Davis was unable to get No. 23, as Nike prevented the switch from happening because it was past the March 15 deadline. Davis ultimately decided to wear No. 3 this season, with James keeping his original No. 23.

RELATED: FRED SMOOT SAYS REDSKINS HAVE NARROWED NEW NAME CHOICE DOWN TO TWO OR THREE OPTIONS

Currently, there is still plenty of Redskins gear on store shelves across the country. Although Nike has removed Washington's gear from its website, the company still makes money when its product is purchased through the team or other manufacturers that sell Nike products.

Nike released a statement last Friday saying it was "pleased" that the Redskins organization was moving forward to change its name. And if the company is comfortable with losing money by having the name changed, Chemi believes it's a possibility it happens before the 2020 season.

"So, if they're willing to lose a lot of money on stuff they've already made, then sure, maybe they can go ahead in the next month and change the name."

Stay connected with the Redskins in the MyTeams app. Click here to download for comprehensive coverage of your teams.

MORE TEAM NAME NEWS:

Quick Links

These well-known Redskins fans would be very interesting minority stakeholders

These well-known Redskins fans would be very interesting minority stakeholders

The Redskins' three minority owners, who reportedly make up about 40-percent of the team's ownership group, are actively trying to sell their stakes in the club.

Now, if those three do in fact move on — which may prove difficult — there are plenty of well-known Washington fans who could prove to be interesting replacements, even if they purchase just a small slice of what the trio is looking to pass on.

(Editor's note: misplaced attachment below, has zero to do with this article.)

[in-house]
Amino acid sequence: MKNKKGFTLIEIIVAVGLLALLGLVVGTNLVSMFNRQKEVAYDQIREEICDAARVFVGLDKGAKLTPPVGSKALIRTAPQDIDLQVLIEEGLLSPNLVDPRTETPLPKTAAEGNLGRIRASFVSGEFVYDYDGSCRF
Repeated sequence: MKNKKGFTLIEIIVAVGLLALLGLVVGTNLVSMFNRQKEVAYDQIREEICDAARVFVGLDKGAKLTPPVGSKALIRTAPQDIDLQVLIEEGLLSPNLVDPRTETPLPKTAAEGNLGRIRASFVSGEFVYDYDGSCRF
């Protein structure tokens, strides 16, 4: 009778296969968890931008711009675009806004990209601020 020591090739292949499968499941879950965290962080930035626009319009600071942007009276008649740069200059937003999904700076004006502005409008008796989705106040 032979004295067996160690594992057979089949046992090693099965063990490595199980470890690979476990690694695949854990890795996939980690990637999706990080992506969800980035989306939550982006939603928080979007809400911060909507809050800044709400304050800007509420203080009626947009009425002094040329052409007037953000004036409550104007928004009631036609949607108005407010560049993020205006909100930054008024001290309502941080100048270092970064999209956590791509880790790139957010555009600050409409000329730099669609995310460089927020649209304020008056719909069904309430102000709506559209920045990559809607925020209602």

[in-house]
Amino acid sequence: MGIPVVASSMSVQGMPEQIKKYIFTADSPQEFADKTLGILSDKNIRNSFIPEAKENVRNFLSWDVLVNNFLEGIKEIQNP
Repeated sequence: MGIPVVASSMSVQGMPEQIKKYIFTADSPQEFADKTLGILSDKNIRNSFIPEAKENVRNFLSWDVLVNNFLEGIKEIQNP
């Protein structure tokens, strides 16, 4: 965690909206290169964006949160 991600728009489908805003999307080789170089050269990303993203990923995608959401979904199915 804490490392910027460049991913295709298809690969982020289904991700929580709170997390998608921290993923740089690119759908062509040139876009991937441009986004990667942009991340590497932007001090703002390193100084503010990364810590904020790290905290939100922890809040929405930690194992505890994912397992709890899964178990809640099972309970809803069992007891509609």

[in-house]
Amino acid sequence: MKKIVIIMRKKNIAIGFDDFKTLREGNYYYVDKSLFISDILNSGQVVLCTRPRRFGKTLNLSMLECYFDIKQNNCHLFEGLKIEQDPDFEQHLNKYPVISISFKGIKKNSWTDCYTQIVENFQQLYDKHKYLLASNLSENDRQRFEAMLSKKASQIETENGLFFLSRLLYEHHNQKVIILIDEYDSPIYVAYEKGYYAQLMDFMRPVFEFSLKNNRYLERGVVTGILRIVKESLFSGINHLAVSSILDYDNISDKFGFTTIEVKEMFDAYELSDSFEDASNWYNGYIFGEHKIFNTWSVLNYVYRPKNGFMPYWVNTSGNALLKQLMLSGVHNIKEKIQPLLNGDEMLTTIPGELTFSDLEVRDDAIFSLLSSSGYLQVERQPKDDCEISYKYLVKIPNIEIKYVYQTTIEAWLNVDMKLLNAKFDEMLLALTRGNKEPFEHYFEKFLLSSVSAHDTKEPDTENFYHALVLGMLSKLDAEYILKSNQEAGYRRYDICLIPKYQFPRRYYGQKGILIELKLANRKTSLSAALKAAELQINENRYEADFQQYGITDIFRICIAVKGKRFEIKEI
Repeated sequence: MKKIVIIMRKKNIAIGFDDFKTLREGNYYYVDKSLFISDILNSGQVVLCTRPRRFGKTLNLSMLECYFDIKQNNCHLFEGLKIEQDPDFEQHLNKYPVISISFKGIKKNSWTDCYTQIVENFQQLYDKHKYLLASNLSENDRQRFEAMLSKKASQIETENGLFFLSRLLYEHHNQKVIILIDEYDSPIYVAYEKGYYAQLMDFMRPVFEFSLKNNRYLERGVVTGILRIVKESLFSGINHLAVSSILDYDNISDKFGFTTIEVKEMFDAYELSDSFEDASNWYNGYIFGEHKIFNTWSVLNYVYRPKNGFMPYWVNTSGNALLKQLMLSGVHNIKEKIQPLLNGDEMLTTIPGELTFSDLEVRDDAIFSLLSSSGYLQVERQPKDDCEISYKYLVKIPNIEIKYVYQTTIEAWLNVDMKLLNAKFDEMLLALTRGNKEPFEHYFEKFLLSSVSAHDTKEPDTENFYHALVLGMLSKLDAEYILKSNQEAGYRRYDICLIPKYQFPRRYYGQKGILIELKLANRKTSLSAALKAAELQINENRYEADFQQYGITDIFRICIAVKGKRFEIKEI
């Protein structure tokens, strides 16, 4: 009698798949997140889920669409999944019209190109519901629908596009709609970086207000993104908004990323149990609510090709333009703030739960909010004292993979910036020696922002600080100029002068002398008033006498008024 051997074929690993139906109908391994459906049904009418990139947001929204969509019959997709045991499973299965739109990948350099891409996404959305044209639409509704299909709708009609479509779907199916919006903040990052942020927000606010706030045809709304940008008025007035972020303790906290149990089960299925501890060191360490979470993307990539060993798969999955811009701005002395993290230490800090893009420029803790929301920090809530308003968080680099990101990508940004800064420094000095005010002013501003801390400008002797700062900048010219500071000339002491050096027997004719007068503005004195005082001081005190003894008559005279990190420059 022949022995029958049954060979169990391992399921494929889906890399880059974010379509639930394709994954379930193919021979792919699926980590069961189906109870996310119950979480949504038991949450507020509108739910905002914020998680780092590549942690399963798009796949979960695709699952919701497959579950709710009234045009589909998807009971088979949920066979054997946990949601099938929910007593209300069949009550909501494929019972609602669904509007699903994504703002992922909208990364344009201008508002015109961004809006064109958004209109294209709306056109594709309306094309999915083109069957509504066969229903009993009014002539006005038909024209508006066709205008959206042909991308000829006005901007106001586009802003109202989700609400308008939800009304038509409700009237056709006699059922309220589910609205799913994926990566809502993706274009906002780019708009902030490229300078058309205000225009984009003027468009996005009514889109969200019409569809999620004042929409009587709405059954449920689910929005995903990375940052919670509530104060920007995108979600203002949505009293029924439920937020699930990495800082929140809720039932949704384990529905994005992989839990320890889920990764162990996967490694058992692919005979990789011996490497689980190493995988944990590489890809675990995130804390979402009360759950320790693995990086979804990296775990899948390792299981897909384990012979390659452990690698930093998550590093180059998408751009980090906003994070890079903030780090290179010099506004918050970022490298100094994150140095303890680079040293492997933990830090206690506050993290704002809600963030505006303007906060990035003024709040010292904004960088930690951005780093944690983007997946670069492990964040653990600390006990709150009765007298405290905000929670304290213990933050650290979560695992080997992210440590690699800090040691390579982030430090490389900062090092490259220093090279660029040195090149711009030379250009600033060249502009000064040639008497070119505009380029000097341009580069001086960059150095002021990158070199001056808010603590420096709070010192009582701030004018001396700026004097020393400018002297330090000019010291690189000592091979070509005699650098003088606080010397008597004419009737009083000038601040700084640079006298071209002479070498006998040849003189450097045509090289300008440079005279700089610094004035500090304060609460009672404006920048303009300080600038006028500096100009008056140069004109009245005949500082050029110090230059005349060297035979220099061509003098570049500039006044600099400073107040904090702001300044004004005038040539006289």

Check out the list below for a handful of the more eye-catching names that would absolutely draw headlines. 

Dale Earnhardt Jr.

One of NASCAR's most popular drivers of all time is now working as an analyst for NBC. He's been a fan since he was nine years old and has a positive relationship with Dan Snyder. Plus, he's already used to pressure-packed Sundays.

Matthew McConaughey

Here's another mega-celebrity and lifelong fan of the Burgundy and Gold who's also a personal friend of Snyder's. Perhaps he'd like to add some football hardware to his already crowded trophy case.

Kevin Durant

Durant is one of the best ballers in the world, and with how enormous NBA contracts are as well as all the endorsements he's picked up along the way, you have to figure he has some spare cash to put toward the Redskins if he wanted to.

Plus, becoming a part owner of an NFL team would be something he could hold over his enemies like Draymond Green and Kendrick Perkins.

RELATED: A NAME CHANGE SEEMS IMMINENENT

Wale

The famous rapper just hosted some of the Redskins' virtual programming during the 2020 Draft, and he's tight with QB Dwayne Haskins. He could be next in the long line of artists/musicians who've dabbled in sports ownership.

Taraji P. Henson

The Hidden Figures and Empire actress' father once worked as a janitor for Washington, and she's been a supporter of the squad for quite a while. Buying into them could be a nice thing to add to her real-life empire.

Joe Gibbs

Gibbs isn't exactly a current pop culture icon like any of the names above, but he is a DC icon and it'd be foolish to exclude him from a list like this. Snyder has understandably revered Gibbs for essentially his whole life and confided in him often in the past.

If Gibbs wanted to become involved with the Redskins again, you have to believe Snyder would be thrilled.  

Alexis Ohanian

Ohanian, who co-founded Reddit and sold it back in 2006, has been devoted to the Redskins since the late '80s. He's attended plenty of contests in his fan career. So, why not make the transition from the stadium seats to the owner's box?

Stay connected with the Redskins in the MyTeams app. Click here to download for comprehensive coverage of your teams.

MORE TEAM NAME NEWS: